First: The Pentagon has announced that the drone Iran captured is likely from the U.S.Second: Iran claims to have spoofed it.
Spoofing is when a group of hackers overloads that connection and then convinces the confused drone that their connection is legitimate, thus taking over control of the drone.
After the Pentagon announced that Iran’s captured drone is more than likely a U.S. Scan Eagle, Iran issued a statement in response saying that they can count on “the talent of their youth” and their “electronic warfare” to counter surveillance tactics on behalf of the U.S.
The Scan Eagle, now a decade old technology, can be spoofed by a group of skilled hackers. The Scan Eagle, and other drones like it, are susceptible to spoofing because there’s a constant “link” between the operator and the drone itself.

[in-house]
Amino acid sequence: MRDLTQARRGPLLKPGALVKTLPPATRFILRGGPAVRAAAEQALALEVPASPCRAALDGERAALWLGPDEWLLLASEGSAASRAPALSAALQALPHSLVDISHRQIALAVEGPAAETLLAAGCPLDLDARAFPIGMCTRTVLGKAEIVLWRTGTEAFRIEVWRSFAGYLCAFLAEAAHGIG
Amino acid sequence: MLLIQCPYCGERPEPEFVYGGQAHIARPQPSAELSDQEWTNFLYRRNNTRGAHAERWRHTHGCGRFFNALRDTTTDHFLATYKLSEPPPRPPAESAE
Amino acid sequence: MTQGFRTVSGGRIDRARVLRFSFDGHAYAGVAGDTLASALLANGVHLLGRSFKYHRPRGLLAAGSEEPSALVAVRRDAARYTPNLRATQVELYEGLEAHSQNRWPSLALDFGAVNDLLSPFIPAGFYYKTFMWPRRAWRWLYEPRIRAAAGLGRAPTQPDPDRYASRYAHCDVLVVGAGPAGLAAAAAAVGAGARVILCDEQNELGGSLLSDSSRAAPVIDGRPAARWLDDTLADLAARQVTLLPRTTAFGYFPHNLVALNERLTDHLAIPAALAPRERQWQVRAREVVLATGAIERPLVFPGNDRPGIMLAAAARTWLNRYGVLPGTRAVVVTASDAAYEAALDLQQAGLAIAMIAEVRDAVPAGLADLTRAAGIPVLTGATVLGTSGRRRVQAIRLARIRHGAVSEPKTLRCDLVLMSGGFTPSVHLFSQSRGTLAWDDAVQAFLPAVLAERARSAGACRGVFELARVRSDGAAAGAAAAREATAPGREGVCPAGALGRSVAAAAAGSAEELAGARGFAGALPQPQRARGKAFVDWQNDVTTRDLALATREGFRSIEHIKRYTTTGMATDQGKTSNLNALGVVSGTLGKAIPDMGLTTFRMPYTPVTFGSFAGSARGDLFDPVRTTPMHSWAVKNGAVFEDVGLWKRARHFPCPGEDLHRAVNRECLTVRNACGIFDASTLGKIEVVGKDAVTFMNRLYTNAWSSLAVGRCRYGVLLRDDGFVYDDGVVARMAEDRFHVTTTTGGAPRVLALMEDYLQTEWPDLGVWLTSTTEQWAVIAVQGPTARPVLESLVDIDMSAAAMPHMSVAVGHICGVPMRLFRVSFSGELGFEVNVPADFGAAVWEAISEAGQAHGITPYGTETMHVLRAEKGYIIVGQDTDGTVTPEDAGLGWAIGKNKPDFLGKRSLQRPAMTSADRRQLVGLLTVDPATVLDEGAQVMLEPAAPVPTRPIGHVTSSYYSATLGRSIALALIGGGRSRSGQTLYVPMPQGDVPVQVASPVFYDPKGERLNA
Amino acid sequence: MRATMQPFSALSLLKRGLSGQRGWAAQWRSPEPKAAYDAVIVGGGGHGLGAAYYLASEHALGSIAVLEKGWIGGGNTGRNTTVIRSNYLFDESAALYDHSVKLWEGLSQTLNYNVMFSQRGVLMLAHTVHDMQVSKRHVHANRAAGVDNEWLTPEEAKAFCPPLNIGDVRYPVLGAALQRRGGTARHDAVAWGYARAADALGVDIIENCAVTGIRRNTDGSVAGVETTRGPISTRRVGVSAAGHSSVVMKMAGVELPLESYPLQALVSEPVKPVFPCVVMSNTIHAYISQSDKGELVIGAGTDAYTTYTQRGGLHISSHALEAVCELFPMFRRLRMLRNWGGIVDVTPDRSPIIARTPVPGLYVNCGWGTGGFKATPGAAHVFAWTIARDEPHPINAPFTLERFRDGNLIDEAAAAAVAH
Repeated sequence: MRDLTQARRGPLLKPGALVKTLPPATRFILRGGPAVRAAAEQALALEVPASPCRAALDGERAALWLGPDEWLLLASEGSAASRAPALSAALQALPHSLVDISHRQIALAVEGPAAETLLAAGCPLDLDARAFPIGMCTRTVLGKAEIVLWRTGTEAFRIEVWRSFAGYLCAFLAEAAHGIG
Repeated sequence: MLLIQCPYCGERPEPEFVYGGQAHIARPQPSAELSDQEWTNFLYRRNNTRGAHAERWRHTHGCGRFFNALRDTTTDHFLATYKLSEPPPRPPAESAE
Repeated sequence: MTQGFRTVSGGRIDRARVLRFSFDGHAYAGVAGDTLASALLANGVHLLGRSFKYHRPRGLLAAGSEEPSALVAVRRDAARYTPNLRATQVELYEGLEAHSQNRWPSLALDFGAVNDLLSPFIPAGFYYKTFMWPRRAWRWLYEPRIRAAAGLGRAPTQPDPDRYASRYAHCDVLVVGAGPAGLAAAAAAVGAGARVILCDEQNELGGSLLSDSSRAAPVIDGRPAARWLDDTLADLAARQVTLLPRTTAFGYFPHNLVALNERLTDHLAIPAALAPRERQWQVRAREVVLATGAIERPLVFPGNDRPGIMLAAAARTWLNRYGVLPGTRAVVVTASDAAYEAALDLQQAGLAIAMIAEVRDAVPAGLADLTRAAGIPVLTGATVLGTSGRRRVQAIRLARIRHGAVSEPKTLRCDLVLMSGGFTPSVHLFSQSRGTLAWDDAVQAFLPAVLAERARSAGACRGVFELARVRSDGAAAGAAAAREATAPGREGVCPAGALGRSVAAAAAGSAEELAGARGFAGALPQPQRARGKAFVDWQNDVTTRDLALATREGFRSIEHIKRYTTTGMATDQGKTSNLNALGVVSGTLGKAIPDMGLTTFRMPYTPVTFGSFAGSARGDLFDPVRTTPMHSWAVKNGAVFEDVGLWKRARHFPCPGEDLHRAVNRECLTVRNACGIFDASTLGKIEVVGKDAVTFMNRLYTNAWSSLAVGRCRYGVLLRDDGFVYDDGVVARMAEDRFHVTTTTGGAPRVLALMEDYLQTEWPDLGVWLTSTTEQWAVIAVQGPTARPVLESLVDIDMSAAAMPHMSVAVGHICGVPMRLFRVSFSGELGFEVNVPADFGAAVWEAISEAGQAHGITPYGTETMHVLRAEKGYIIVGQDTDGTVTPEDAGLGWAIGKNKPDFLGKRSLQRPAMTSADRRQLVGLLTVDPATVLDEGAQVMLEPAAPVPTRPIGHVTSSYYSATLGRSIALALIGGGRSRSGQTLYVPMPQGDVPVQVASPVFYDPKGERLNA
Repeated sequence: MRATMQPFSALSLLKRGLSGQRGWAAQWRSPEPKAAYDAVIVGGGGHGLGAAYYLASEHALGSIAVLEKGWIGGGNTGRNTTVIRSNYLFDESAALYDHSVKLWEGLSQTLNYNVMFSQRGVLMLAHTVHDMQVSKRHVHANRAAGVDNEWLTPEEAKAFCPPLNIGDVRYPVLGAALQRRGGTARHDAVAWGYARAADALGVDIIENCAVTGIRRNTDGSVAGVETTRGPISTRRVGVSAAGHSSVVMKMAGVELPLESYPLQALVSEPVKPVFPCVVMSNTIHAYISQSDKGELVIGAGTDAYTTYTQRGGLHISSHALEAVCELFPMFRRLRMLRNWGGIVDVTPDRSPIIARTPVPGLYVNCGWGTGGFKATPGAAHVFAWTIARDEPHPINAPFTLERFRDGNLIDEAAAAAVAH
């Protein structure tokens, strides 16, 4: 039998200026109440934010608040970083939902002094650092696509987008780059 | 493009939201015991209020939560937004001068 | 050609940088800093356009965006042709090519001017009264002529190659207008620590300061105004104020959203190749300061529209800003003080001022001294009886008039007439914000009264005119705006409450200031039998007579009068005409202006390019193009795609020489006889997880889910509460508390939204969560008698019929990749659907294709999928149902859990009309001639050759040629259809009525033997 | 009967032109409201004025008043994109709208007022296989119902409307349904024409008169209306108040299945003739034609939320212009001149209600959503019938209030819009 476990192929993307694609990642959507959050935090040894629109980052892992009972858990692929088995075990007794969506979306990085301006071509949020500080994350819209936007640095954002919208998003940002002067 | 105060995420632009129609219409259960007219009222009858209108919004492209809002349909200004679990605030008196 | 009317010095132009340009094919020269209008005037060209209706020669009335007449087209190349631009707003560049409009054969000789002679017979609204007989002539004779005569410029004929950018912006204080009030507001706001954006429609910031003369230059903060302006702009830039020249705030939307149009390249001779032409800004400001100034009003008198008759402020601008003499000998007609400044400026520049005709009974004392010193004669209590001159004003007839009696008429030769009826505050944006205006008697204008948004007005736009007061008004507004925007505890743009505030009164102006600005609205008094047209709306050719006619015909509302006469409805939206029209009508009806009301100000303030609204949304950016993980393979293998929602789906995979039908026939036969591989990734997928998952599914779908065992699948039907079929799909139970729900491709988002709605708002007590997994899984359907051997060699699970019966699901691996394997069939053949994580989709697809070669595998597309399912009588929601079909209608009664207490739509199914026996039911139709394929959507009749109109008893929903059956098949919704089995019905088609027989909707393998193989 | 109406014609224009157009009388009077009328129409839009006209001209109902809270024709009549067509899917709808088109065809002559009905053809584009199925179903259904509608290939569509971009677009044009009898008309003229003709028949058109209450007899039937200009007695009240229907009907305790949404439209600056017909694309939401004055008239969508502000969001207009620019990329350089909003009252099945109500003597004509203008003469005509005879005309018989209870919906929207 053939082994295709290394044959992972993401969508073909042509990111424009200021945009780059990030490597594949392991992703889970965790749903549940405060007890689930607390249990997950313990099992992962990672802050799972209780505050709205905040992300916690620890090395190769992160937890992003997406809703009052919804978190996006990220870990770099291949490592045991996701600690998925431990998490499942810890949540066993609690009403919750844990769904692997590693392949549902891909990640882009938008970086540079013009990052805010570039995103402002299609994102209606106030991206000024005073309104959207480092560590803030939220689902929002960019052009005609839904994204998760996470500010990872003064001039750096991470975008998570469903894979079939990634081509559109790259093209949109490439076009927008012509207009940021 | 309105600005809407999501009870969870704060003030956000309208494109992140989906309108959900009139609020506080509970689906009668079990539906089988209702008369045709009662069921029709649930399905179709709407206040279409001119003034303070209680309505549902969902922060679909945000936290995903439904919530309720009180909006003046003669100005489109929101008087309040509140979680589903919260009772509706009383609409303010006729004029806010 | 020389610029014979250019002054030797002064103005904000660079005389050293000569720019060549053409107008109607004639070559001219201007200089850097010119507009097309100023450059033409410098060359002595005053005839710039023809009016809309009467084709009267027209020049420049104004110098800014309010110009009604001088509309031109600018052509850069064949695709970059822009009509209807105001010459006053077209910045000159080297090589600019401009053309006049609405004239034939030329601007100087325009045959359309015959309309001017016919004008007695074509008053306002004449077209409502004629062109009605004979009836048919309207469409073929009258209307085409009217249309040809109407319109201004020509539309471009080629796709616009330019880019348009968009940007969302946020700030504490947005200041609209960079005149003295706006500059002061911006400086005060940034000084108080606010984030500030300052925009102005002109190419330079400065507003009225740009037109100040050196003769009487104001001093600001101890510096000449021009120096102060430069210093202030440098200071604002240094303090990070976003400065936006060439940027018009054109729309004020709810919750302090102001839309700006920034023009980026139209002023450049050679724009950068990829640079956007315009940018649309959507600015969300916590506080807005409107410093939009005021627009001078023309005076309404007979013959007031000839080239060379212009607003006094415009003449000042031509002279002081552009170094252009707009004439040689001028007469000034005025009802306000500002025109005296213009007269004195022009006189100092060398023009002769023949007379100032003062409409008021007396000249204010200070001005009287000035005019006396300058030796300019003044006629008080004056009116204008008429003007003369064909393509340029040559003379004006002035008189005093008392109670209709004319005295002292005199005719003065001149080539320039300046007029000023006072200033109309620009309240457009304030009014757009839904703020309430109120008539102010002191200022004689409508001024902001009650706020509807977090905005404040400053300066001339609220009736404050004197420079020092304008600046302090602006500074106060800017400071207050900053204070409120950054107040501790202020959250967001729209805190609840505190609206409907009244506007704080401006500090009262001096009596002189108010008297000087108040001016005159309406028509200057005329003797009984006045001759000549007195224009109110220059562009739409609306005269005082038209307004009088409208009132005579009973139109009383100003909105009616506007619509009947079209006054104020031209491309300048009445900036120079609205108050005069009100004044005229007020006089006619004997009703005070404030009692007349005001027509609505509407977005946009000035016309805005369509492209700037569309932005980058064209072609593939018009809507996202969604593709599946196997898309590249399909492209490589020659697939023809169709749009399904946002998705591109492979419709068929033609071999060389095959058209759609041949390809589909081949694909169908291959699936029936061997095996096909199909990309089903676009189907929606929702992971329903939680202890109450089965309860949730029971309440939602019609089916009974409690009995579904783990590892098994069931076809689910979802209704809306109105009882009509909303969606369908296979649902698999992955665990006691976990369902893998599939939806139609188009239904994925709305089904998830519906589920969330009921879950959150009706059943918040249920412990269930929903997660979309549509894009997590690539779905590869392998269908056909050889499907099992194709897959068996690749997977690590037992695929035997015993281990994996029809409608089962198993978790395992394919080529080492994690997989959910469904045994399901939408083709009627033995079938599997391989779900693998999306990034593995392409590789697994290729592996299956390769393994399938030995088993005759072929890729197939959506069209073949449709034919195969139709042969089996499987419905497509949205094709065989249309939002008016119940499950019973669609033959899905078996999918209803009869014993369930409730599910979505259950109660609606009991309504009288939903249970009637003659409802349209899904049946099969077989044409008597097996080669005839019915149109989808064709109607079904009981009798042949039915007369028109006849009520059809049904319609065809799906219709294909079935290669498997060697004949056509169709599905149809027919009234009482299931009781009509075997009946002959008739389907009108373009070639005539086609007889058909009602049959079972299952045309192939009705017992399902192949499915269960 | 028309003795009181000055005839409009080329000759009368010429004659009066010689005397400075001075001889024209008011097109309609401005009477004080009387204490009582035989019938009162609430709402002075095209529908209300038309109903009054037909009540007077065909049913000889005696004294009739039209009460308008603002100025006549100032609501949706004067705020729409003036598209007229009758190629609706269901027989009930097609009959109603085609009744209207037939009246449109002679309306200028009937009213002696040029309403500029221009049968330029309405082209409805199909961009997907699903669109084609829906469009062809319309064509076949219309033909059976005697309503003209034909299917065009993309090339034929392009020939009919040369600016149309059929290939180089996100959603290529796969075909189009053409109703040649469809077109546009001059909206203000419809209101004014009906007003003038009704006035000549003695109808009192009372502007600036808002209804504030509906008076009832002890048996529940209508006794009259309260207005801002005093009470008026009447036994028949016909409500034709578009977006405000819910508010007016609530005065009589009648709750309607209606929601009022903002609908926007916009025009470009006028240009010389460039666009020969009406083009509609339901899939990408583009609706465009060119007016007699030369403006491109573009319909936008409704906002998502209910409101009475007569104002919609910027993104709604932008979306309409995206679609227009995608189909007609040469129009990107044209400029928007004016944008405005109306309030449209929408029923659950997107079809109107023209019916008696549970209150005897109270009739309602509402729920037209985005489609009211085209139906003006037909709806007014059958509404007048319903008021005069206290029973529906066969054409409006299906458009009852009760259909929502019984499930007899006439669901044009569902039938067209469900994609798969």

The newer generation of drones, for example the X-47B, cannot be spoofed. Engineers fixed the security concern when they enabled the onboard computer to conduct all navigation, effectively separating operators from constant direct control.
That’s where the word “autonomy” comes into play. No, we’re not looking at SkyNet and Terminators wandering a post-apocalyptic landscape (at least not yet). The autonomy means that the human is “on the loop” rather than “in the loop.”
The drone can be corrected, redirected, or brought back at any time (on the loop), without having to maintain a constant running connection (in the loop).
Hackers, like the ones Iran boasts to have, will have a much harder time hijacking this next-generation drone technology, and the U.S. won’t have to endure the embarrassment of first denying, then confirming that one of their drones was possibly hijacked.